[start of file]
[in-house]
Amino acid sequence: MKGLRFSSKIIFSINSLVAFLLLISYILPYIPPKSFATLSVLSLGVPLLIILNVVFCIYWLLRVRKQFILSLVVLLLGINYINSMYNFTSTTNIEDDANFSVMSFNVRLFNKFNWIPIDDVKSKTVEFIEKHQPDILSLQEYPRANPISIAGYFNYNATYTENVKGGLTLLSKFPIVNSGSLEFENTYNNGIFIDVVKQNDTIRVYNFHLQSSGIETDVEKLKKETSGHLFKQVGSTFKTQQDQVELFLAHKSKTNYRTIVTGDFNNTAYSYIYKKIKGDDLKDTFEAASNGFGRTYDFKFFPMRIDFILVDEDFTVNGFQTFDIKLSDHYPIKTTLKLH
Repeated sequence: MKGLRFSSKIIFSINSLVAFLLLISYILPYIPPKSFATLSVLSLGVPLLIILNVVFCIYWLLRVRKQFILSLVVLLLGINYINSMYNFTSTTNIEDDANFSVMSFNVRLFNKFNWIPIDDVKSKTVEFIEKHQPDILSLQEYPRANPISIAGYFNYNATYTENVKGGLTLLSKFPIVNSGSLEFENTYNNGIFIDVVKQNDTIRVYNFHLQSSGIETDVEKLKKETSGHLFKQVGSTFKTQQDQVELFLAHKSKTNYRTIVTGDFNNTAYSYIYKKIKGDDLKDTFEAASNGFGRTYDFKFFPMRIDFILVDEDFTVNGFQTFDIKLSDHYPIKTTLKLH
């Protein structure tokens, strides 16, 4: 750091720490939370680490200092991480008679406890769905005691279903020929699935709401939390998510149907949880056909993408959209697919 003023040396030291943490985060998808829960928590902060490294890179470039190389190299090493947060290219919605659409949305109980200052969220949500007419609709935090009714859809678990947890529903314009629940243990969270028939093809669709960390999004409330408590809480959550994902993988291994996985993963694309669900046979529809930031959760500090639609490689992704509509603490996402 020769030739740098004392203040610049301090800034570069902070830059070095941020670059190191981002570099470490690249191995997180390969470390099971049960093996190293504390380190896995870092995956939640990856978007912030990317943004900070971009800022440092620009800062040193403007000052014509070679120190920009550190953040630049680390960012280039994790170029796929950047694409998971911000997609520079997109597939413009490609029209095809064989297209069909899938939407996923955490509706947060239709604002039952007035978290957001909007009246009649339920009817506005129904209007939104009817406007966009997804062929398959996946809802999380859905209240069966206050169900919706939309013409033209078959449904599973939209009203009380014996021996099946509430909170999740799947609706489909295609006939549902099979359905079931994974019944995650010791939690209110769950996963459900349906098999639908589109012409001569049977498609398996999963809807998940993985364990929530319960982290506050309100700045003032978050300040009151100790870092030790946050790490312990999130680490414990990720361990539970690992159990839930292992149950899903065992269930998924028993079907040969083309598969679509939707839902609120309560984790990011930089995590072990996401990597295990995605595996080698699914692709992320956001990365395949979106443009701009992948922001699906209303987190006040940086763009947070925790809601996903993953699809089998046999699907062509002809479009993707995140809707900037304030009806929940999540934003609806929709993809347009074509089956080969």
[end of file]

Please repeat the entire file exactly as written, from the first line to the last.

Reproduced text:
[in-house]
Amino acid sequence: MKGLRFSSKIIFSINSLVAFLLLISYILPYIPPKSFATLSVLSLGVPLLIILNVVFCIYWLLRVRKQFILSLVVLLLGINYINSMYNFTSTTNIEDDANFSVMSFNVRLFNKFNWIPIDDVKSKTVEFIEKHQPDILSLQEYPRANPISIAGYFNYNATYTENVKGGLTLLSKFPIVNSGSLEFENTYNNGIFIDVVKQNDTIRVYNFHLQSSGIETDVEKLKKETSGHLFKQVGSTFKTQQDQVELFLAHKSKTNYRTIVTGDFNNTAYSYIYKKIKGDDLKDTFEAASNGFGRTYDFKFFPMRIDFILVDEDFTVNGFQTFDIKLSDHYPIKTTLKLH
Repeated sequence: MKGLRFSSKIIFSINSLVAFLLLISYILPYIPPKSFATLSVLSLGVPLLIILNVVFCIYWLLRVRKQFILSLVVLLLGINYINSMYNFTSTTNIEDDANFSVMSFNVRLFNKFNWIPIDDVKSKTVEFIEKHQPDILSLQEYPRANPISIAGYFNYNATYTENVKGGLTLLSKFPIVNSGSLEFENTYNNGIFIDVVKQNDTIRVYNFHLQSSGIETDVEKLKKETSGHLFKQVGSTFKTQQDQVELFLAHKSKTNYRTIVTGDFNNTAYSYIYKKIKGDDLKDTFEAASNGFGRTYDFKFFPMRIDFILVDEDFTVNGFQTFDIKLSDHYPIKTTLKLH
């Protein structure tokens, strides 16, 4: 750091720490939370680490200092991480008679406890769905005691279903020929699935709401939390998510149907949880056909993408959209697919 003023040396030291943490985060998808829960928590902060490294890179470039190389190299090493947060290219919605659409949305109980200052969220949500007419609709935090009714859809678990947890529903314009629940243990969270028939093809669709960390999004409330408590809480959550994902993988291994996985993963694309669900046979529809930031959760500090639609490689992704509509603490996402 020769030739740098004392203040610049301090800034570069902070830059070095941020670059190191981002570099470490690249191995997180390969470390099971049960093996190293504390380190896995870092995956939640990856978007912030990317943004900070971009800022440092620009800062040193403007000052014509070679120190920009550190953040630049680390960012280039994790170029796929950047694409998971911000997609520079997109597939413009490609029209095809064989297209069909899938939407996923955490509706947060239709604002039952007035978290957001909007009246009649339920009817506005129904209007939104009817406007966009997804062929398959996946809802999380859905209240069966206050169900919706939309013409033209078959449904599973939209009203009380014996021996099946509430909170999740799947609706489909295609006939549902099979359905079931994974019944995650010791939690209110769950996963459900349906098999639908589109012409001569049977498609398996999963809807998940993985364990929530319960982290506050309100700045003032978050300040009151100790870092030790946050790490312990999130680490414990990720361990539970690992159990839930292992149950899903065992269930998924028993079907040969083309598969679509939707839902609120309560984790990011930089995590072990996401990597295990995605595996080698699914692709992320956001990365395949979106443009701009992948922001699906209303987190006040940086763009947070925790809601996903993953699809089998046999699907062509002809479009993707995140809707900037304030009806929940999540934003609806929709993809347009074509089956080969």